Jon Speer: Sure.
Jim Gianoutsos: You're gonna have a higher sampling plan for that. Something that might be, not a non-issue, something that's easily detectable within the manufacturing process, you might be assigned a low risk, and then you're gonna have the lowest sampling size, whatever is defined in your sampling procedure. So, defining those hazards upfront, the severities, the occurrence, the overall risk level, any residual risk, things of that nature, really kinda set you up for, if done properly, an easy way to determine how much sampling you're gonna do.
Jon Speer: Yeah.
Jim Gianoutsos: And the outcome as well. So it's a really nice process if you can do it right.
Jon Speer: Now, let me dive into that, 'cause I think what you've just said is really, really important to try to grasp and get a handle on. So, I go through and identify early on, and while I'm going through the design and development process, I identify risk, I determine the severity and the harm and the likelihood of that's going to happen, I take some action, I incorporate some features within my product to try to address and mitigate that. And so, if I'm gonna... Let me make the leap here. So now that I do that from a design output standpoint, that design output correlates to specific drawings and specifications, manufacturing instructions, manufacturing inspection procedures, those sorts of things. So, what you're suggesting, if I understood you correctly is that, depending on what my risk level is, that can drive what practices I put in place from a manufacturing process to try to reduce the likelihood of that harm from occurring.
Jim Gianoutsos: Yeah, I think you hit the nail on the head, Jon. What it really comes down to, again, is about that risk-based decision making. So if you almost have that sequential process in place where it's design development, you develop your DMR, your bomb and all of that and include that in your manufacturing processes, then in turn you're automatically already integrating risk into your process.
Jon Speer: Yeah.
Jim Gianoutsos: So, I think that's a really important note that you just made.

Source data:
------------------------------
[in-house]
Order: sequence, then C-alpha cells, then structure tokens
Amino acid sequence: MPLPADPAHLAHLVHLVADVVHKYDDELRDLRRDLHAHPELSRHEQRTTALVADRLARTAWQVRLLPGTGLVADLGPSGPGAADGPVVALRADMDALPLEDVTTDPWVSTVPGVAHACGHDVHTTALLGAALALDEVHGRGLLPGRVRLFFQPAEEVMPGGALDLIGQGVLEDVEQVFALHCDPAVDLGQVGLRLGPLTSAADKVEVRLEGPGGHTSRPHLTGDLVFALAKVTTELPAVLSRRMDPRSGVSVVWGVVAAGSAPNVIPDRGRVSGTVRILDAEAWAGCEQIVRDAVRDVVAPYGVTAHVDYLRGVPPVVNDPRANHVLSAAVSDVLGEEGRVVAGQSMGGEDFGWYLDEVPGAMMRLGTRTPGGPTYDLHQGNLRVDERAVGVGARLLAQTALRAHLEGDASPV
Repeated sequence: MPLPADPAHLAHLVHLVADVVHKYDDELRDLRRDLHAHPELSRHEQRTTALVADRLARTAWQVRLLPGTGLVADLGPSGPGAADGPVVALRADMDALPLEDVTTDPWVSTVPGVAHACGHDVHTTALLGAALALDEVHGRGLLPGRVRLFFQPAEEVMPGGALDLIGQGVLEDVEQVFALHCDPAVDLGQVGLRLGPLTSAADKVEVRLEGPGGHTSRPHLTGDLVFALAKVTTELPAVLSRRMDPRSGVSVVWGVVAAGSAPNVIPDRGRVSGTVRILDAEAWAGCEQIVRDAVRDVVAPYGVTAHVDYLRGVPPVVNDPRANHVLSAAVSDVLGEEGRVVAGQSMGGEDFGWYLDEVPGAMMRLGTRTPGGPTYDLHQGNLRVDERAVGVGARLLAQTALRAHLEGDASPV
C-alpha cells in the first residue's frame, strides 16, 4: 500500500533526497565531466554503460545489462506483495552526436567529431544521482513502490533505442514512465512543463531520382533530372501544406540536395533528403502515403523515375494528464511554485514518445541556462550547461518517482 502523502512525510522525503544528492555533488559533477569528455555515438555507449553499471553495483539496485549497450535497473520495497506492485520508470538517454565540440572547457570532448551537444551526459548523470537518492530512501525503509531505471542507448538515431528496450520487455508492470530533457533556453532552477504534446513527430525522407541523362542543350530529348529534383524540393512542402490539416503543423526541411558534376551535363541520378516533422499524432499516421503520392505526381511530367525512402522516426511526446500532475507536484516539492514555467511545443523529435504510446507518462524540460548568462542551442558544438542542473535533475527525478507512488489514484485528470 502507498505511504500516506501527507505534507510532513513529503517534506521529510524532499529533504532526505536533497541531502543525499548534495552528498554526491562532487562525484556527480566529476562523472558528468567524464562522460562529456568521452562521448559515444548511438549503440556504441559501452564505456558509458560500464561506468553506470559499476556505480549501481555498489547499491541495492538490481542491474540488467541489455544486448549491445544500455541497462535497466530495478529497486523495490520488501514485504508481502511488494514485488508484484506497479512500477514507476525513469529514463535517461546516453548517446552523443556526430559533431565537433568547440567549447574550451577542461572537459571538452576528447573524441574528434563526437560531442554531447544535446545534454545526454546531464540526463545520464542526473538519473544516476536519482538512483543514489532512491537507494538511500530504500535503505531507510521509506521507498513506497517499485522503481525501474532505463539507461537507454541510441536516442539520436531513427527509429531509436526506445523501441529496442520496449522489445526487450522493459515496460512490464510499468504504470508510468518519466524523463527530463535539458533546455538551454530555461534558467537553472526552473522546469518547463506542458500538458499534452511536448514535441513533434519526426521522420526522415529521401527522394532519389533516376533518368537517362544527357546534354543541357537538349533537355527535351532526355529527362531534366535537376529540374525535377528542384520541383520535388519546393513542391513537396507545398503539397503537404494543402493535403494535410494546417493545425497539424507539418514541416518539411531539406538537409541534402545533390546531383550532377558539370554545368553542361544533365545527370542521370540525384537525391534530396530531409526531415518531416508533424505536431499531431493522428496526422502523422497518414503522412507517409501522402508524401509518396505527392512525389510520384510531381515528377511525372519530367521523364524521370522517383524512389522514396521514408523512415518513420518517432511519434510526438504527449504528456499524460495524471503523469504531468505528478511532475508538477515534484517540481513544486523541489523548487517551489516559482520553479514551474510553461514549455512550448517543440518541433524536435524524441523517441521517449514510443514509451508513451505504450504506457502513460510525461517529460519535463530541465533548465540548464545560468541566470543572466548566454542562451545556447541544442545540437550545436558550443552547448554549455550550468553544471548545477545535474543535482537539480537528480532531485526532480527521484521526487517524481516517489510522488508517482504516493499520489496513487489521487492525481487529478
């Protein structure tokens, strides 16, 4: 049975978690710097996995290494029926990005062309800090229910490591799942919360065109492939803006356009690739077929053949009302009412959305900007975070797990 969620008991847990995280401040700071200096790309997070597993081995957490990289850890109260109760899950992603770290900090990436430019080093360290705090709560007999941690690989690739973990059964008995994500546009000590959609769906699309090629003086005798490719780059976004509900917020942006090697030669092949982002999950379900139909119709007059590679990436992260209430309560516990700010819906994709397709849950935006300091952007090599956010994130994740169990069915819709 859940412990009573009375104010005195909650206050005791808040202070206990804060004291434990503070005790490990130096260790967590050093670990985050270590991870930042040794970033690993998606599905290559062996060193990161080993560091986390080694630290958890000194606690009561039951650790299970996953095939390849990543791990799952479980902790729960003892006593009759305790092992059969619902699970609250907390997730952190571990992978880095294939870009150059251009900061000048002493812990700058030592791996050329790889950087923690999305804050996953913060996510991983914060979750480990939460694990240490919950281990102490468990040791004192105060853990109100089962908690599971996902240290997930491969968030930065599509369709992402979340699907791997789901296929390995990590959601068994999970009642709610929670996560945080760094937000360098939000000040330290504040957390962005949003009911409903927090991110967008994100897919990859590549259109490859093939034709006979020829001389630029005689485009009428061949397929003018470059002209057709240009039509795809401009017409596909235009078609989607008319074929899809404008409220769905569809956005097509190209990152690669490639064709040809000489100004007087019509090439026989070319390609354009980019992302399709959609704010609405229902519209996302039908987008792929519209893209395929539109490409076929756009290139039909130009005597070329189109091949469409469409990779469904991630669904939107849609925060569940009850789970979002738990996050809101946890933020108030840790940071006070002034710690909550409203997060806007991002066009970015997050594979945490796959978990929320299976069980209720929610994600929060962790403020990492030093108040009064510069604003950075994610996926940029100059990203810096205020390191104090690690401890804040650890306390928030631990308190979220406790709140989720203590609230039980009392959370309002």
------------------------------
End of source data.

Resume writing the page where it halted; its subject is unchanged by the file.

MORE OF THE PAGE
Jon Speer: Yeah and folks, this is why this is important because, especially... Well, it doesn't have to be just if you're outsourcing. But I know a lot of times you're buying stuff, parts, pieces, components from suppliers, vendors. You may be outsourcing different things to contract manufacturers and that sort of thing. These types of decision making processes will help determine, when you get components and materials from suppliers, this may help determine, "Okay, do you need to do 100% sampling of the things that you're receiving from your suppliers? Or can you implement some sort of sampling plan?" Of course, the key on that sampling plan, the caveat here, is make sure it's a statistically valid sampling plan. Don't just pick Jimmy G's plan or Jon Speer's plan, make sure that you can corroborate, there's a back-end to some sort of standard or accepted methodology. But it also may influence, as you get into the manufacturing process, whether or not you're doing some inspection, as far as while the work is in process during that "whipped phase" if you will, or if you need to do inspection activities at final inspection or maybe a combination of those things. So this concept of risk will really help drive and influence the design of your manufacturing processes.
Jim Gianoutsos: Yeah, I think you're right on, Jon. And expanding on that a little bit, I think whenever you talk about setting up those specific sampling plans for your manufacturing process, once you validate a process based on your risk-based approach it's a very good rationale for either reducing your in-process inspection. So if you validate it to a higher scrutiny then you typically would anything else is based on the risk, then your in-process is a good rationale to decrease that to an S-level, if you're talking about ANSI standards, sampling standards, rather than general level inspections. So it's a really nice way to validate at one level but then, as you continue the processing and manufacturing, you can actually reduce that sampling based on a valid risk-based approach.
Jon Speer: Yeah, that's a great insight. So Jim, I know that you've been in the trenches in these areas for a while, so maybe if you could, I'm putting you on the spot a little bit here, but if you could, share either [A] some best practices that you've seen, or maybe [B] some horror stories that you've seen to just help seal this point home a little bit more clearer for folks.
Jim Gianoutsos: Yeah, sure. So right now, I'm actually at a client and they are under a warning letter for process validation. They have had significant issues in terms of not being validated or what validation they did have was not either correct or insufficient, and it all went back to the risk. And this was a fundamental issue through when the company started creating the products from a design development standpoint to the validation and then the post-market release. So really, I can't stress enough that you have to have valid statistical rationale for your sampling, for your validation, for your in-process testing, for your incoming and final release testing. Whatever it may be, it all goes back to the foundation of risk management, setting up a great process and then continuing to incorporate and integrate that process into your design development and manufacturing processes as you're continuing to sell this product.